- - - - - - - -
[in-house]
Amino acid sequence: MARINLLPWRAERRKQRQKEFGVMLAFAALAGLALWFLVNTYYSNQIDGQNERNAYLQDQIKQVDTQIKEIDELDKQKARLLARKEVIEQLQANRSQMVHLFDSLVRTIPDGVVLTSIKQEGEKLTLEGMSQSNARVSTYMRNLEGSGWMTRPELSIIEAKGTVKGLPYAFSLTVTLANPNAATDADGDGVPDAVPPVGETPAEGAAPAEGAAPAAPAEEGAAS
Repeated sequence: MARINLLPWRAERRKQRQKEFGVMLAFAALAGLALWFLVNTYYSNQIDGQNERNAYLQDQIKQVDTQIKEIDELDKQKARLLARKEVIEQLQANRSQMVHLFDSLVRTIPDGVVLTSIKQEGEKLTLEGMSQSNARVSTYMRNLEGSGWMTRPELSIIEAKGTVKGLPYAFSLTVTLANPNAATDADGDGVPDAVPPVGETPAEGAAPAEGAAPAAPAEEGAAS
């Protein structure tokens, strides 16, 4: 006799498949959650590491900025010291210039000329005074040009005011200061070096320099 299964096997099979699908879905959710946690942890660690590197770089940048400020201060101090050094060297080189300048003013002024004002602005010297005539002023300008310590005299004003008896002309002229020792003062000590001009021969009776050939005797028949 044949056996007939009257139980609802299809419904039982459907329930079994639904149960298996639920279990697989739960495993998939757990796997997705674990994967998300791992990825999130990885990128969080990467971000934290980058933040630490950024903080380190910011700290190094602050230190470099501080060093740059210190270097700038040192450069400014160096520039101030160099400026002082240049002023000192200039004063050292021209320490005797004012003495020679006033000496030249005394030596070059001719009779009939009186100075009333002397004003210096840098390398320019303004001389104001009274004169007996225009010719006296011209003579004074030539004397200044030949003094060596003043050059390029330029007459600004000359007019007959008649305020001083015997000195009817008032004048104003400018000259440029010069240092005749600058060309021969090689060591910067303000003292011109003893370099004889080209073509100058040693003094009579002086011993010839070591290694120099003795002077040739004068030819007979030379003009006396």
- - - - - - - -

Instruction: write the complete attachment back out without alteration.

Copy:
[in-house]
Amino acid sequence: MARINLLPWRAERRKQRQKEFGVMLAFAALAGLALWFLVNTYYSNQIDGQNERNAYLQDQIKQVDTQIKEIDELDKQKARLLARKEVIEQLQANRSQMVHLFDSLVRTIPDGVVLTSIKQEGEKLTLEGMSQSNARVSTYMRNLEGSGWMTRPELSIIEAKGTVKGLPYAFSLTVTLANPNAATDADGDGVPDAVPPVGETPAEGAAPAEGAAPAAPAEEGAAS
Repeated sequence: MARINLLPWRAERRKQRQKEFGVMLAFAALAGLALWFLVNTYYSNQIDGQNERNAYLQDQIKQVDTQIKEIDELDKQKARLLARKEVIEQLQANRSQMVHLFDSLVRTIPDGVVLTSIKQEGEKLTLEGMSQSNARVSTYMRNLEGSGWMTRPELSIIEAKGTVKGLPYAFSLTVTLANPNAATDADGDGVPDAVPPVGETPAEGAAPAEGAAPAAPAEEGAAS
């Protein structure tokens, strides 16, 4: 006799498949959650590491900025010291210039000329005074040009005011200061070096320099 299964096997099979699908879905959710946690942890660690590197770089940048400020201060101090050094060297080189300048003013002024004002602005010297005539002023300008310590005299004003008896002309002229020792003062000590001009021969009776050939005797028949 044949056996007939009257139980609802299809419904039982459907329930079994639904149960298996639920279990697989739960495993998939757990796997997705674990994967998300791992990825999130990885990128969080990467971000934290980058933040630490950024903080380190910011700290190094602050230190470099501080060093740059210190270097700038040192450069400014160096520039101030160099400026002082240049002023000192200039004063050292021209320490005797004012003495020679006033000496030249005394030596070059001719009779009939009186100075009333002397004003210096840098390398320019303004001389104001009274004169007996225009010719006296011209003579004074030539004397200044030949003094060596003043050059390029330029007459600004000359007019007959008649305020001083015997000195009817008032004048104003400018000259440029010069240092005749600058060309021969090689060591910067303000003292011109003893370099004889080209073509100058040693003094009579002086011993010839070591290694120099003795002077040739004068030819007979030379003009006396």